Michelin no longer the go-to guide for Paris' top eateries: Food critic

Michelin no longer the go-to guide for Paris' top eateries: Food critic
Meg Zimbeck, who runs Paris By Mouth, a respected online review site that also provides foodie tours to English-speaking visitors, backed up her argument with research: four months of anonymous dining in all Paris restaurants boasting two or three Michelin stars.

PARIS - An American food critic has put France's famed Michelin restaurant guide to the test - and found most of its top Paris listings not worth their exorbitant prices, with lesser-known upstart eateries offering far better value.

Meg Zimbeck, who runs Paris By Mouth, a respected online review site that also provides foodie tours to English-speaking visitors, backed up her argument with research: four months of anonymous dining in all Paris restaurants boasting two or three Michelin stars.

Her findings, published on her site, are coming out just ahead of the latest edition of the Michelin guide which will be launched on Monday to great fanfare at the French foreign ministry.

"My aim wasn't to take a swipe at the Michelin guide. My aim was to follow their recommendations" and to judge its listings independently, said Zimbeck, who has been living in Paris for a decade and writing about food for most of that time.

Food writers are no longer reimbursed by publications for the restaurant bills they incur, she told AFP, so her project was financed from profits from her company's tours.

What she found, after booking into 16 restaurants under false names and paying a total 7,150 euros (S$10,945) for the meals, was that Michelin's recommendations didn't always deliver.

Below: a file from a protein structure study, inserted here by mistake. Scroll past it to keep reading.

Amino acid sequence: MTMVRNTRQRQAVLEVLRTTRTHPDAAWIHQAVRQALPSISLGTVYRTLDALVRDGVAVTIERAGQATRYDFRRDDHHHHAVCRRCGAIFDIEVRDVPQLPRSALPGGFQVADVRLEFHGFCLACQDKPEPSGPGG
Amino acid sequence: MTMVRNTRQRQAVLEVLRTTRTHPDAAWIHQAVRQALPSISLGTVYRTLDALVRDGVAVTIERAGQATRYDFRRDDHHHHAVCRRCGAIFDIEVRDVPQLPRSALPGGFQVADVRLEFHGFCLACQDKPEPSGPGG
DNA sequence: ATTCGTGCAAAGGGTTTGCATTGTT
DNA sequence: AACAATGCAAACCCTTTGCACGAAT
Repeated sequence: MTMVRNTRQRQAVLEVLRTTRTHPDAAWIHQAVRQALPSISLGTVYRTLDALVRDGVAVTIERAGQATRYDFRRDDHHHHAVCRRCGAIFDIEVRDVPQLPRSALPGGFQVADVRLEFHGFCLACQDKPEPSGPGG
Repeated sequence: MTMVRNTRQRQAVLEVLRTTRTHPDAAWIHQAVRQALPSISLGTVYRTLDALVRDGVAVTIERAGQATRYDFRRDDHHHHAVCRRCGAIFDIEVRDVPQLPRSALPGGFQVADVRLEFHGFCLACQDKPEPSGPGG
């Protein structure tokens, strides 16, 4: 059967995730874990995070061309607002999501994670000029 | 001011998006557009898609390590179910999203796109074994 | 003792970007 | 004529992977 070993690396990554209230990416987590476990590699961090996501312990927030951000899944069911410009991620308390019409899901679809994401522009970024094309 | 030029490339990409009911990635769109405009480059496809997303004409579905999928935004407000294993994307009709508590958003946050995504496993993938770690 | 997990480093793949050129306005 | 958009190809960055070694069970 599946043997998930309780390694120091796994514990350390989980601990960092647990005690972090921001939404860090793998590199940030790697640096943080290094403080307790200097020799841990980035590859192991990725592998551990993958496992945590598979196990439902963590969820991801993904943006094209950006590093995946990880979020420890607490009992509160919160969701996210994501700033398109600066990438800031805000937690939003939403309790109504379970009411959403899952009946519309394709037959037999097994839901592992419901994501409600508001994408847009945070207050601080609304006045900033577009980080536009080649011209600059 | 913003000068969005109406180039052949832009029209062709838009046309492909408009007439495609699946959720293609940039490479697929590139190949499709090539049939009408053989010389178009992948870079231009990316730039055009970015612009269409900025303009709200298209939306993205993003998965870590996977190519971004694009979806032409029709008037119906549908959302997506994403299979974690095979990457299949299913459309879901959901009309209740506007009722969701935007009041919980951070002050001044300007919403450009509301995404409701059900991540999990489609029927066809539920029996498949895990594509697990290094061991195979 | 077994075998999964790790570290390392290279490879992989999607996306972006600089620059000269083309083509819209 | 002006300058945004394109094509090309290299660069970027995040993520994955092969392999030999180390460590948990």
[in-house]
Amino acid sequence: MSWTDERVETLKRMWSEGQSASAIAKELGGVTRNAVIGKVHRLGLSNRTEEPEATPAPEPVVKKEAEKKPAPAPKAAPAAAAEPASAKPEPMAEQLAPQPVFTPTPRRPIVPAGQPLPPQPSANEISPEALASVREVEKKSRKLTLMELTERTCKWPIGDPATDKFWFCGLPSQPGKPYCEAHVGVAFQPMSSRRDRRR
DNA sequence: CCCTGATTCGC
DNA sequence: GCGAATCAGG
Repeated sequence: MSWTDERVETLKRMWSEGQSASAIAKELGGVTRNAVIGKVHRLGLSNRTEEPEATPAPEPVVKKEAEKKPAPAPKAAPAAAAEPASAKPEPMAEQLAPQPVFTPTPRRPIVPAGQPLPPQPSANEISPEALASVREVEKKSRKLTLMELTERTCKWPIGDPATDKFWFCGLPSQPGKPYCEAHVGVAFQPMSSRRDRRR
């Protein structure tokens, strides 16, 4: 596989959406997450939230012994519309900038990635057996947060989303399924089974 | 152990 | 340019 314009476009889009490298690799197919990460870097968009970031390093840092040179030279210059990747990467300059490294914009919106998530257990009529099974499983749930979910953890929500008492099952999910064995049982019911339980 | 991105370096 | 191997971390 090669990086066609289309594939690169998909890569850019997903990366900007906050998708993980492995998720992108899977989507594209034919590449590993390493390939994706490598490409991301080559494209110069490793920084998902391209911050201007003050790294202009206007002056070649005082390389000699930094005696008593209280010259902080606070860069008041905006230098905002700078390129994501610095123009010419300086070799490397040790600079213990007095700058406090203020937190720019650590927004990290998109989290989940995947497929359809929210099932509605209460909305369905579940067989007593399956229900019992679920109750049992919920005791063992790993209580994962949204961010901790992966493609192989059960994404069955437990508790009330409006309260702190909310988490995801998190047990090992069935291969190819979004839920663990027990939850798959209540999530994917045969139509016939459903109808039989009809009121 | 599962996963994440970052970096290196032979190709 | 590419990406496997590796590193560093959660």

"To spend up to 1,100 euros on a lunch (for two people) implies that you're going to have something really life-changing, something that is apart from anything you could experience at a more modest price point.

"And that is just not the case."

Usually Michelin-led customers find a sumptuous service laid out for them in extravagant dining rooms in the centre of the city. But the keynote dishes are no better - and sometimes worse - than those found in far-cheaper little restaurants in less-chic eastern Paris, Zimbeck said.

She rated the Alain Ducasse au Plaza Athenee restaurant in the five-star Plaza Athenee Hotel near the Champs-Elysees as the worst of all the top-tier listings she tried. Reopened last year after major renovations to the hotel, it is hoping to win back its Michelin stars.

However a couple of rival haute cuisine joints - Le Cinq at the nearby George V Hotel and the Pierre Gagnaire restaurant - did live up to their Michelin billing, she said.

Zimbeck's favourites for "really exceptional, modern French cooking" do not figure on the Michelin's elite list, though. Their lunch menus are priced at just 10 per cent of the three-star places, starting around 30 to 50 euros.

Among them are Restaurant David Toutain, a wood-themed place on the Left Bank, and Septime, an inventive spot hidden away in Paris's east.

"If you want to know what's happening in Paris right now you don't look to the Michelin guide," said Zimbeck. "It's backwards looking, it's not looking around at what's happening in the lower tiers."

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